Two broadsheet songs: 'Oh, Brother, did you weep?' (words and music by MacColl, illustration by Audrey Seyfang) and 'Yankee Doodle' (words by MacColl, and illustration by 'Catchpole').

Ewan MacColl; Audrey Seyfang; 'Catchpole' [Folksingers for Freedom in Vietnam]
Publication details: 
SKU: 8308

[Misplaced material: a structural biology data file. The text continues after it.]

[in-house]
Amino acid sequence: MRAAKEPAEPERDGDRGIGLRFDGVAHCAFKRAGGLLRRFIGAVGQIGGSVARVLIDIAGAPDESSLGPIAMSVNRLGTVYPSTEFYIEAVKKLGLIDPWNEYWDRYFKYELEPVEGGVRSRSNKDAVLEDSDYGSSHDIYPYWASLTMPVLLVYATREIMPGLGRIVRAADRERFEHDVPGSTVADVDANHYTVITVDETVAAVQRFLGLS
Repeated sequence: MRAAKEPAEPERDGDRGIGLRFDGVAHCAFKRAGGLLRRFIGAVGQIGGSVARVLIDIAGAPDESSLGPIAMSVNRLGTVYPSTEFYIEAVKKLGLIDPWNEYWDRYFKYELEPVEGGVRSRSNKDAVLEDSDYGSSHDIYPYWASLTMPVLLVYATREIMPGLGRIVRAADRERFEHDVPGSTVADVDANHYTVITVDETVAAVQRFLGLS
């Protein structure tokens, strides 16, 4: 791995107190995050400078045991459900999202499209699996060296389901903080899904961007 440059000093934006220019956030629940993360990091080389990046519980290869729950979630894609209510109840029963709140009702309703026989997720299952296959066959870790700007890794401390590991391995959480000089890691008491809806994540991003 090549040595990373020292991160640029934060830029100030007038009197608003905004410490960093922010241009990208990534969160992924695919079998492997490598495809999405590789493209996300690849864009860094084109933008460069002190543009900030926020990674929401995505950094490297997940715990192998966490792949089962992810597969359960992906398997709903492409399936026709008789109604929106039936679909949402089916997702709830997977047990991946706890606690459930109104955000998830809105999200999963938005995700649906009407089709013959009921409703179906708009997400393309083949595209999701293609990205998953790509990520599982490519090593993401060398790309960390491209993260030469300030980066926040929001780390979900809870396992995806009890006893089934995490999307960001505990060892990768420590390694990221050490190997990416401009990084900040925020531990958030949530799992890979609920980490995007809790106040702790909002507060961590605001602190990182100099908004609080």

Excessively scarce survivals, with no copies of either item appearing on COPAC or WorldCat. Both are printed on one side of a leaf roughly 25 x 20 cm. In fair condition, with light creasing to extremities. Item One (on grey paper, with illustration by Audrey Seyfang): 'Oh, Brother, did you weep? | words and music by Ewan MacColl'. Four verses, the first reading: 'Disc of sun in the belching smoke, | Blazing huts where children choke, | Burning flesh and blackened blood, | Charred and blistered like smould'ring wood.' Item Two (on grey paper, with illustration by 'Catchpole'): 'YANKEE DOODLE | words: Ewan MacColl'. Nine verses, the first reading '1. Yankee Doodle came to town, | H-bombs in his pocket, | Says, "Chum, if you don't toe the line: | I'll blast you with a rocket!" | Chorus: YANKEE DOODLE, UNCLE SAM, | BATMAN, ALSO SUPERMAN, | KNOWN FROM HERE TO VIET-NAM | AS YANKEE DOODLE DANDY.' Concludes, with reference to the British prime minister of the time, 'And as he kills, dear Mr. Wilson | Murmurs little speeches.' According to Karl Dallas (Morning Star, 16 November 2007) it was he who 'first mooted the idea' of an anti-Vietnam War 'campaign in the folk scene', with the 'singers' group' being formed by Dallas in conjunction with Ewan MacColl and Gordon McCulloch.